Whatever happened to Island Voices-Documentary, Arnish L.? Did they leave the islands unscathed? Are their productions scheduled for an airing? Amazing what/who gets funded in Scotland.

mjc from NM,USA

The good lord said that for five days thou shall work like _______s but on the Sabbath thou shall rest. He did not say thou shall not go to Ullapool or Uig and as the crews are working let there be shipping, and the lord looked down in disbelief “ the people of Lewis are having a ball, how can the LDOS stop this?”

Sunday Sailer from IOM

Sunday Sailor, I thought He said Six Days, not Five! What next? Did he stipulate the 35 hours week, four weeks off summer, 2 weeks off winter, and assorted national holidays (Burns Night, Guy Fawkes, Haggis Festival, Notting Hill etc)?

mjc from NM,USA

Island Voices, MJC? Have to admit that one passed me by altogether, and their website doesn't mention anything at all.

Arnish Lighthouse from Stornoway

And I, mjc, thought it had more to do with what Churchill politely paraphrased as "Rum, sodomy and the lash." I once read that alcohol killed more of Nelson's seamen than the French did.

Hyper-Borean from A much lower deck

He did say five days, even our lord has to shop. But not in Ullapool on a Sunday!!!

Sunday Sailer from IOM

Unsurprising that a Sunday ferry - or any change at all - is not welcomed by the inhabitants of an island where there are 22,000 inhabitants and only four surnames. God forbid that they be reminded that they are part of the real world and not a law unto themselves... I visit the island regularly due to work comittments and find it a bleak and unwelcoming place. I'd rather not have to go at all. Cut it off completely for me, stop all ferries and flights and leave them to it.

Hamster from Kent

Bleak and unwelcoming? No-one can help the bleak part, which is due to geography and weather, and I don't believe the unwelcoming bit at all. You have to give a little to get a little.

Flying Cat from I like a nice juicy hamster...

Oh, come off it, Hamster! I bet I could find a half dozen welcoming souls within an hour of my landing on the island.

mjc from NM,USA

Oh Hamster. I actually think Stornoway is quite a handsome little town and the Grounds of Lews Castle are quite enviable. I also found the pub/hotel staff I met quite reasonable.

Hyper-Borean from The treadmill

I can't imagine what Hamster has been up to on Lewis to evoke such an unwelcoming response from the inhabitants. On the many occasions that I have visited the island, I've found the people to be second only to those of Glasgow in their degree of friendliness. I suppose Lewis has its fair share of social category E types who eat peas with a knife, but they seem to keep well out of my way. From Kent, you say. I think I know who you are.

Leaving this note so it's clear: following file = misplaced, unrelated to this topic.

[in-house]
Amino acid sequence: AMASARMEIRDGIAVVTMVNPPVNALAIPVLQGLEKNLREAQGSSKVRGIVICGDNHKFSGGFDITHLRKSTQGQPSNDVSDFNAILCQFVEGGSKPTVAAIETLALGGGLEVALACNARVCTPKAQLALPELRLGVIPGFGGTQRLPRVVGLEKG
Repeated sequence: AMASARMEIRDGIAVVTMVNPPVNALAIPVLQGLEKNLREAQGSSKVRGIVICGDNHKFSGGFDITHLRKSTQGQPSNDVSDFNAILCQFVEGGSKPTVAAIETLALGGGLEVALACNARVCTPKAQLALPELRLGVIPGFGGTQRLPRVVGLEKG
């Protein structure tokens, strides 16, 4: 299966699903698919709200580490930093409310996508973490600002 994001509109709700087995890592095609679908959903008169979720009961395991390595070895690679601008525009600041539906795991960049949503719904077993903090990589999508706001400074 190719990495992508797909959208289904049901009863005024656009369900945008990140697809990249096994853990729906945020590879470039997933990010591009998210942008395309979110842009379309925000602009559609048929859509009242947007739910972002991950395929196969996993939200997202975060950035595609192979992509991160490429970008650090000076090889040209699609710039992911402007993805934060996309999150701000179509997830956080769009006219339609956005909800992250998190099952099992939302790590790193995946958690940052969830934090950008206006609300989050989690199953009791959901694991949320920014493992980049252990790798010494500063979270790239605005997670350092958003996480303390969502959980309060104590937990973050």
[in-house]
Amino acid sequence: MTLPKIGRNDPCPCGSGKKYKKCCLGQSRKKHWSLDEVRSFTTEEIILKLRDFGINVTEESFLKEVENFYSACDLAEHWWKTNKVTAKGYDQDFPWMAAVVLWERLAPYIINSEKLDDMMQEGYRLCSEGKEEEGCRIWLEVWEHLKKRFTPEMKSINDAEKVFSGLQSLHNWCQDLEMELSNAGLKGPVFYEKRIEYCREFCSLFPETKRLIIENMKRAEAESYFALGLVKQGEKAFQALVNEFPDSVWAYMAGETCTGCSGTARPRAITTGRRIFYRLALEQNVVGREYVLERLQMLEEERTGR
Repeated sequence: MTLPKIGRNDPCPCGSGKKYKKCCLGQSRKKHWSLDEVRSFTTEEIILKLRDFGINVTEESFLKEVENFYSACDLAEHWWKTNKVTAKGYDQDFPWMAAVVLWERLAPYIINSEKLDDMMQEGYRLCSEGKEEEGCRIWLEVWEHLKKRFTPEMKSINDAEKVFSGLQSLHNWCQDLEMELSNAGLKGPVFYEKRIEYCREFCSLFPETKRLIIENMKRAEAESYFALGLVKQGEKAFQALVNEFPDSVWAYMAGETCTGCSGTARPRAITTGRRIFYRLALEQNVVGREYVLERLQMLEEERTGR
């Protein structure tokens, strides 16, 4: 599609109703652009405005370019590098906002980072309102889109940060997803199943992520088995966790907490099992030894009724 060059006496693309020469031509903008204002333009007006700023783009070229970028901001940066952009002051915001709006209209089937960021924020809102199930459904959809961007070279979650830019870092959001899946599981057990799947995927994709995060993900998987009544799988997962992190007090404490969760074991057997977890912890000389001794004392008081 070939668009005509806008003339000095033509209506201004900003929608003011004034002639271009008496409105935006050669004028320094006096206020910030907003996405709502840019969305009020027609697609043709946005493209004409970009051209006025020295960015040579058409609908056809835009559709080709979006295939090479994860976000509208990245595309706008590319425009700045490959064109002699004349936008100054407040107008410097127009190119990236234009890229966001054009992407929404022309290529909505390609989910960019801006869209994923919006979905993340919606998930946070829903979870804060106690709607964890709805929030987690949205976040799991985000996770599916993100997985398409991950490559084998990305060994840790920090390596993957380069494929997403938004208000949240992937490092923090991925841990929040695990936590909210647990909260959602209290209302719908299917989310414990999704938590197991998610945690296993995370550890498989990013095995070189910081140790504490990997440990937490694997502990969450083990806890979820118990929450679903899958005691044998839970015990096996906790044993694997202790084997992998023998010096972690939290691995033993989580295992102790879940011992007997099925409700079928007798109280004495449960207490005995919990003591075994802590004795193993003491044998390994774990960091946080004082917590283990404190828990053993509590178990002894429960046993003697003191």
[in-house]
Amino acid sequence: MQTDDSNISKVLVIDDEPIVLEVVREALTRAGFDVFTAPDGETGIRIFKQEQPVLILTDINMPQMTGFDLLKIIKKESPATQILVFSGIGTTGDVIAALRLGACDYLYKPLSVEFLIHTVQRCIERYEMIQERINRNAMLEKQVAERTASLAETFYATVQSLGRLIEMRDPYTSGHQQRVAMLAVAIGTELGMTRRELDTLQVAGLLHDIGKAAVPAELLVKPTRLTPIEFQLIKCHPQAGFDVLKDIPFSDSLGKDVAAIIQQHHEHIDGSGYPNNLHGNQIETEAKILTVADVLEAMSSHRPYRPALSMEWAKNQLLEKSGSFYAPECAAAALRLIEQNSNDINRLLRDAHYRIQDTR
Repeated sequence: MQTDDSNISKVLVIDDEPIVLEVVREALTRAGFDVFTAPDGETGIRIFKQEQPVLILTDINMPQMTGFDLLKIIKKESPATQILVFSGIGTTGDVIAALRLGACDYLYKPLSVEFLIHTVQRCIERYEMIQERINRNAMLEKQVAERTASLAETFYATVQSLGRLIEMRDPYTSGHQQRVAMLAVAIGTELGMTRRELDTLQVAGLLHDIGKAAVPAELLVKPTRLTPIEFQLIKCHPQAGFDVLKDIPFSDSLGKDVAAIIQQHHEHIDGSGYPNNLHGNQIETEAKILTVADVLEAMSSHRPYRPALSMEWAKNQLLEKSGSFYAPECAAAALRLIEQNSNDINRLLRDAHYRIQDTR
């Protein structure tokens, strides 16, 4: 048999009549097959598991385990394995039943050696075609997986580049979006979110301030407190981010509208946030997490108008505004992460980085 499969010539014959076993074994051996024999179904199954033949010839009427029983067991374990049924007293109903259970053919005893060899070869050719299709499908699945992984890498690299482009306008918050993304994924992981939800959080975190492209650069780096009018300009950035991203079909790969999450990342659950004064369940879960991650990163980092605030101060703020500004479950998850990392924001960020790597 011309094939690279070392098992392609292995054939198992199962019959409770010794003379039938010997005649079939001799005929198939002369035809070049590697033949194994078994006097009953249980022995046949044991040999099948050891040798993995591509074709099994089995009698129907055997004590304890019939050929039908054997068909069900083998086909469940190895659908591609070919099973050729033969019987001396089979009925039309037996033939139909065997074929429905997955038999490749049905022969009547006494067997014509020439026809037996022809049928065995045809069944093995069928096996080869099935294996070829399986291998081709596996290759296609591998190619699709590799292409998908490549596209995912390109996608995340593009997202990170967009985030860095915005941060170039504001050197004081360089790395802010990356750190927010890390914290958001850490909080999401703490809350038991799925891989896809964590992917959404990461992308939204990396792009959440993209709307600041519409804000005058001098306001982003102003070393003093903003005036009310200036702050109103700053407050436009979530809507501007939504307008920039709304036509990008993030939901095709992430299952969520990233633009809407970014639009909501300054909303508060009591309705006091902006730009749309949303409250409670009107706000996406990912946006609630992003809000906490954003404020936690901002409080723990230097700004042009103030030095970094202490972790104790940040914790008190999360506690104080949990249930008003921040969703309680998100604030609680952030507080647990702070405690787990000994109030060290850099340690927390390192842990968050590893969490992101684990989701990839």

Malkie from Glasgow

Ho! Malkie. "I eat my peas with honey/ I've done it all my life./ It makes the peas taste funny/ but it keeps them on the knife."

Hyper-Borean from The hive

"From Kent, you say. I think I know who you are. -- Malkie from Glasgow," That's a good one Malkie (but do you, really?! It's a small world!). # Would someone care to explain the ravings about eating peas with knife. I eat mine with knife AND fork - don't you all (incl. residents of Lewis)? About putting honey on peas in Lewis, I have it from the local police that such aberrant behavior does not occur in Stornoway. # Do the people in Lewis, like the Glaswegians, give voice - even in the middle of the night - when they have of drink well partaken? I like Glasgow. I particularly enjoyed the People's Museum and Winter Gardens, because it does in fact attract local folks from all walks of life. Everybody seemed cheery and appeared to be having a good time.

mjc from NM,USA

Fpu says her best memory of the People's Palace was being in Glasgow for a weekend Weegie fix, whilst mpu and babybipeds stayed home. It was a dreich Sunday, before the restoration (of the P's P, not the monarchy) and, in the all-too-decaying splendour of the palm house, the hammer dulcimer society were having a practice session.

Flying Cat from If I Had a Hammer...

Re eating peas from a knife:- mpu says (because he's too idle to get out of his recliner and come to the computer) "mjc, we recommend getting hold of the current BBC production of Cranford..." Oh don't ask me, I'm just a cat...

Flying Cat from blowing a Gaskell

Cranford: will do. Apparently it is a joint production with WGBH (Boston), and so should air on Public Televison in the States sooner or later.

mjc from NM,USA

The reference to eating peas with a knife, mjc, was a sardonic reflection on Hamster's characterisation of Lewis as an island with 22,000 people and 4 surnames. Its what in-bred retards do when, like me, they could eat peas with a spoon.

Malkie from Glasgow

Eating peas with a knife and honey is unavoidable on board any Calmac ferry, certainly on a Sunday ;-)

Arnish Lighthouse from Stornoway

Hi Malkie, people like you are the reason I feel at ease in Glasgow. Take care. (and what is your favorite song, when you decide to entertain tourists under their windows in the dark of night?)

mjc from NM,USA

Three men went tae jine, went tae jine the Parish...and the rest. Copyright Mr W Connolly.

Flying Cat from Milandaland

Hi, mjc. I defy anybody to feel at ease anywhere near me. I eat rivets and drink blood. And talking of eating peas with a knife, Homer J Simpson does it in the episode where Homer, Barney Gumbal and Mo Szyszlak join the Naval Reserve.

Malkie from Glasgow

You can actually REMEMBER an individual episode of The Simpsons???

Flying Cat from shock&awe

This blog is now closed and we are no longer accepting new posts.

About the BBC | Help | Terms of Use | Privacy & Cookies Policy